March 8 was International Women's Day, a moment on the calendar dedicated to honoring women's successes, and also their struggles for equality. Nearly a century after American women won the universal right to vote, workplace equality in this country is still inconsistent, and equal pay continues to remain a distant goal.
Since the passage of the Equal Pay Act of 1963, the gap has been closing, albeit slowly. In 1963, women who worked full-time, year-round earned 58.9% of what men did in similar jobs with similar hours. Today, that figure is 77.4%, according to the Census Bureau.
No surprise, pay inequality is unevenly spread across America. In Los Angeles, women make nearly 90% of what men do. In Baton Rouge, the figure is closer to 63%. But don't assume it's a matter of rich areas vs. poor ones: In fact, it often has to do more with what industries dominate a city. Manufacturing, health care, finance and utilities, for example, all pay women significantly less, on average, than they pay men for the same work.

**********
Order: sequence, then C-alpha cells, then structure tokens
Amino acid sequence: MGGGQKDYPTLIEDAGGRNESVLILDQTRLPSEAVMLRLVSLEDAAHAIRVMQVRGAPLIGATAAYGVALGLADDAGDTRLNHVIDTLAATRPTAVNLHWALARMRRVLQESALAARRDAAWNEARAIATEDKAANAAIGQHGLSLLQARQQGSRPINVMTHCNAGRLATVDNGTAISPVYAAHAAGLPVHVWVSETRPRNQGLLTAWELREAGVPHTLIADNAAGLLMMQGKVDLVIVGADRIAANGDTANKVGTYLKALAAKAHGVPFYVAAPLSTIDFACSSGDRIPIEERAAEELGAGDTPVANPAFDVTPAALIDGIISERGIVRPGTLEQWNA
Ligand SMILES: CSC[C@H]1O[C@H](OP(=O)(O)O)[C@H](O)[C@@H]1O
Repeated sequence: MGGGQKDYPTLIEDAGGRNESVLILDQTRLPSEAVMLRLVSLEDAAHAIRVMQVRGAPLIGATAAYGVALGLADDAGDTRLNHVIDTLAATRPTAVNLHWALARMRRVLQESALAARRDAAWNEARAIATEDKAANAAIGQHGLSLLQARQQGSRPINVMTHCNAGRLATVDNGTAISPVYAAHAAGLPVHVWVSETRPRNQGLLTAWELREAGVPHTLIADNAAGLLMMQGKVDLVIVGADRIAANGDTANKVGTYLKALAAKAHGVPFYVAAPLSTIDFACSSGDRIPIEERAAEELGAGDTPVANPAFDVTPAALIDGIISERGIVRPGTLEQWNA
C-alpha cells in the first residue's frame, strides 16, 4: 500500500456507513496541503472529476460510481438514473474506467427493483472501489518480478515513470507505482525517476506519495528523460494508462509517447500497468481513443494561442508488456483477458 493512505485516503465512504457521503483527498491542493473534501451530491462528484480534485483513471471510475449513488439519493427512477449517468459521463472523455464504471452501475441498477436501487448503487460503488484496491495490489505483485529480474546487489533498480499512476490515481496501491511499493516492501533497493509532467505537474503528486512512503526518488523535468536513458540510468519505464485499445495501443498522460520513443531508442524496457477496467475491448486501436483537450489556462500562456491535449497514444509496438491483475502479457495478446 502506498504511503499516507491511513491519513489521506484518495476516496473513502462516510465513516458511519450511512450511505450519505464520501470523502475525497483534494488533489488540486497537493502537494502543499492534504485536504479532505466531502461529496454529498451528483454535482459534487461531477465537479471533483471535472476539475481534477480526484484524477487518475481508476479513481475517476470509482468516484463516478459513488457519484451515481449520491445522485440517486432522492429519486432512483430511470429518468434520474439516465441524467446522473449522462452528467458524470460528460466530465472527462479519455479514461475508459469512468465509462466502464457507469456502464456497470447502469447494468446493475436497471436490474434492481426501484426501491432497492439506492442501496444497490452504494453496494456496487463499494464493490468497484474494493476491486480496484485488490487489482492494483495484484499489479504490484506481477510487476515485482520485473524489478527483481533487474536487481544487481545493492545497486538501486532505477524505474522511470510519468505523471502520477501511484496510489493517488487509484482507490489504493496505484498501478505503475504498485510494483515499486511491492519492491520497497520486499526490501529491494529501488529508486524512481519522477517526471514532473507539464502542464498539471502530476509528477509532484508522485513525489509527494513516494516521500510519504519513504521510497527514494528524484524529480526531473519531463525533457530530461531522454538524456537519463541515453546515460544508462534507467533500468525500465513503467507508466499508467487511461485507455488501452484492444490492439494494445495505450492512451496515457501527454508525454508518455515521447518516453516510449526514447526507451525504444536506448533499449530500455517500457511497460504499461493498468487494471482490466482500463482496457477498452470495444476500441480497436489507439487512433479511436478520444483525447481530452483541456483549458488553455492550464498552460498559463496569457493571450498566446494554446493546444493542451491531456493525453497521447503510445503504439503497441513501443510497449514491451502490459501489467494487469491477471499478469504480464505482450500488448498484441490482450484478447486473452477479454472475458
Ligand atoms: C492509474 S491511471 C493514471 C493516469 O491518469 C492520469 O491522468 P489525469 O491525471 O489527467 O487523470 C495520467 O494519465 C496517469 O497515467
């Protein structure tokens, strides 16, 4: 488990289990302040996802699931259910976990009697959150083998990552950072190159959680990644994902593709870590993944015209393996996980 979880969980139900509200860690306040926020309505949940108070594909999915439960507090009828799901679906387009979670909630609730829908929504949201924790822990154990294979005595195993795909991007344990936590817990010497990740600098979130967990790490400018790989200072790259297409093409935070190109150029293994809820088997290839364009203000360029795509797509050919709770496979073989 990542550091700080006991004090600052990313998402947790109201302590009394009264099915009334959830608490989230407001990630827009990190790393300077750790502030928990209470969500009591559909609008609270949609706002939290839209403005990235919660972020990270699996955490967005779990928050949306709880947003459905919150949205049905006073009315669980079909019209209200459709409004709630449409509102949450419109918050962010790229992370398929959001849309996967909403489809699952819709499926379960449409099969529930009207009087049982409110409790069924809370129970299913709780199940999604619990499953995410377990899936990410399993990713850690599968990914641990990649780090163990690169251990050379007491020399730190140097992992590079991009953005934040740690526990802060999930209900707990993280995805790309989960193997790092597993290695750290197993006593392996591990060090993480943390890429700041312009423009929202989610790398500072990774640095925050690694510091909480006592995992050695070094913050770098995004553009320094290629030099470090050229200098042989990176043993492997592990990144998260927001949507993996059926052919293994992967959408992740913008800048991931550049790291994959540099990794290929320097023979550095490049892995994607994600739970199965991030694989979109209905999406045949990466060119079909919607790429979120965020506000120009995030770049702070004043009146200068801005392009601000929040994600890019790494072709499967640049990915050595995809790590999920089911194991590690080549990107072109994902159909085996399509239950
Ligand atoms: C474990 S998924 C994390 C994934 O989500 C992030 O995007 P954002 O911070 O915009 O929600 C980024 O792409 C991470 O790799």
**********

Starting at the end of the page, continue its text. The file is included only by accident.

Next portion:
24/7 Wall St. has examined the data and identified the metropolitan areas where the wage gap is the widest. These are the worst-paying cities for women.
To identify the cities that pay women the least, 24/7 Wall St. compared the median incomes for the past 12 months of both men and women who worked full-time, year-round in the country's 100 largest metropolitan statistical areas, based on data collected by the U.S. Census Bureau. Information on the most unequal industries was calculated using data from the Bureau of Labor Statistics, the Department of Labor, the Census Bureau, as well as Catalyst, the leading nonprofit organization for expanding women in business, and The Institute for Women's Policy Research.
-- By Ashley C. Allen, Charles B. Stockdale